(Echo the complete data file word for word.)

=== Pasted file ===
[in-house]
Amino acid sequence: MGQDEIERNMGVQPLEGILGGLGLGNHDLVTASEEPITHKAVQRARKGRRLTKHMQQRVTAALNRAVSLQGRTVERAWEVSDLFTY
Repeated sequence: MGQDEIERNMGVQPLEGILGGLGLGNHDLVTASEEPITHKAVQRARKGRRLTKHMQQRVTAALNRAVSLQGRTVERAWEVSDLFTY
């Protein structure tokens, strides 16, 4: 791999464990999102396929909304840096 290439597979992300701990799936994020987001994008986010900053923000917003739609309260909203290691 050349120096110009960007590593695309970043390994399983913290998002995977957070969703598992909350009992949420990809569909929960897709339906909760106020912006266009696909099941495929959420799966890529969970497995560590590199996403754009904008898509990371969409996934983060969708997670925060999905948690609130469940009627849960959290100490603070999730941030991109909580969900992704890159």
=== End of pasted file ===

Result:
[in-house]
Amino acid sequence: MGQDEIERNMGVQPLEGILGGLGLGNHDLVTASEEPITHKAVQRARKGRRLTKHMQQRVTAALNRAVSLQGRTVERAWEVSDLFTY
Repeated sequence: MGQDEIERNMGVQPLEGILGGLGLGNHDLVTASEEPITHKAVQRARKGRRLTKHMQQRVTAALNRAVSLQGRTVERAWEVSDLFTY
């Protein structure tokens, strides 16, 4: 791999464990999102396929909304840096 290439597979992300701990799936994020987001994008986010900053923000917003739609309260909203290691 050349120096110009960007590593695309970043390994399983913290998002995977957070969703598992909350009992949420990809569909929960897709339906909760106020912006266009696909099941495929959420799966890529969970497995560590590199996403754009904008898509990371969409996934983060969708997670925060999905948690609130469940009627849960959290100490603070999730941030991109909580969900992704890159």